Finding Your Moral Compass Hurts

Finding Your Moral Compass Hurts

Welcome back to Mid-Week Meditations, Lifehacker‘s weekly dip into the pool of stoic wisdom, and a guide to using its waters to reflect on and improve your life.

Photo: x1klima

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Welcome back to Mid-Week Meditations, Lifehacker's weekly dip into the pool of stoic wisdom, and a guide to using its waters to reflect on and improve your life.

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This week’s selection comes from Epictetus and his Discourses. In book three, chapter 23, he suggests that ethical improvement is not a cake walk – and it isn’t supposed to be:

“The lecture-room of the philosopher is a hospital; you ought not to walk out of it in pleasure, but in pain.”

Here’s another version:

“A philosopher’s school, man, is a doctor’s surgery. You shouldn’t leave after having had an enjoyable time, but after having been subjected to pain.”

What It Means

Ethical philosophy is not meant to be fun. The study and application of virtuous thought stings. You’re being confronted with concepts that may radically oppose what you believe and what you feel, but that’s the point.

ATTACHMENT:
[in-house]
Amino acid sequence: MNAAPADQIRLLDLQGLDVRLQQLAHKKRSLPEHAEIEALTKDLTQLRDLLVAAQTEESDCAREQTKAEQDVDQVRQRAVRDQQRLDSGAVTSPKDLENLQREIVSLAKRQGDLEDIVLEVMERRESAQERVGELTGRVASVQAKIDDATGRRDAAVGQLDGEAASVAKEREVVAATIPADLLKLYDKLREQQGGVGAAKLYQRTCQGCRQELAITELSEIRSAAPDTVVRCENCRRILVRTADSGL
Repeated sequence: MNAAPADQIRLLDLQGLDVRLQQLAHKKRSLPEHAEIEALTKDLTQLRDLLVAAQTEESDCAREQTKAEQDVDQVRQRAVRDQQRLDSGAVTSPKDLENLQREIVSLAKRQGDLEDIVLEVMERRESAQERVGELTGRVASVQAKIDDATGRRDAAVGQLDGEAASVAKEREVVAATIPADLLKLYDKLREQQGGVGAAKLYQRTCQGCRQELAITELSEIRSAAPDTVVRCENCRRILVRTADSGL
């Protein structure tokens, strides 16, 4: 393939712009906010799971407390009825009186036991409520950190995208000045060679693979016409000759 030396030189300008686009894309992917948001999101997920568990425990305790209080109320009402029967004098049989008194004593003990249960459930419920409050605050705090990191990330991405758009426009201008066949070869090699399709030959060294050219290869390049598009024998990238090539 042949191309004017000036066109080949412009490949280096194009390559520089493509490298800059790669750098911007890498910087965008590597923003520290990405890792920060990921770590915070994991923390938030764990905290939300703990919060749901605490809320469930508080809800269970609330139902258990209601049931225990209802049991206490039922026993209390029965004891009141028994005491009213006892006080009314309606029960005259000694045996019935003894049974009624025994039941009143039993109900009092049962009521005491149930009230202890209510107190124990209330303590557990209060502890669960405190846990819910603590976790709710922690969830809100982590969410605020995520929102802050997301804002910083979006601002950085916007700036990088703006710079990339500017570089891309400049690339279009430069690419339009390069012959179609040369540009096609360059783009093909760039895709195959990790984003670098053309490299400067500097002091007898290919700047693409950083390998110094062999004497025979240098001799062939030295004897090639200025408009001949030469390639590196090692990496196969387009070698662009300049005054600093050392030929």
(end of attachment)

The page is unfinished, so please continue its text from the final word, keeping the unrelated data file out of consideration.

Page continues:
Epictetus goes on to mention that “you aren’t well” when you enter a philosopher’s lecture room. You’re there to heal, but as anyone who’s ever been seriously hurt can tell you: Healing is painful.

What to Take From It

These philosophy lessons should make you think in many different ways, but they should also strike a nerve and reveal certain unpleasant truths. After all, these are not mantras designed to empower you, but tools to break you down so that you can rebuild yourself as a better, more ethical being.

These truths should challenge your world view and the complacent comfortability your mind has settled in. It hurts to be wrong, but you have to accept it and allow yourself such failings so you can learn and grow.

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To become a better person, to engage in true ethical training, mental discomfort is necessary. As Epictetus puts it in book three, chapter two, you should not be “unfeeling like a statue” while you adjust. This pain – the pain of being previously misguided, the pain of remorse – is what stimulates your ethical growth. Like lifting a heavy weight in the gym, it takes effort and intention to grasp a concept and bring it close.

You will become tired and sore. The process should hurt. It’s the only way to get better, to be better.


  • A blanket statement of “you aren’t well” – sounds like the result of a Scientology Personality test.
    Tools that break a person down? With an assumption you will be rebuilt in a “better” form? In the wrong hands (or just incompetent ones) that can do some real damage.

    • There should be a disclaimer that philosophers are not psychologists. They don’t dwell on mental health or wellbeing. They’re primarily about questioning everything. Alot of these philosophers were also miserable gits…

      So one should exercise extreme care in applying philosophical concepts to their own life.

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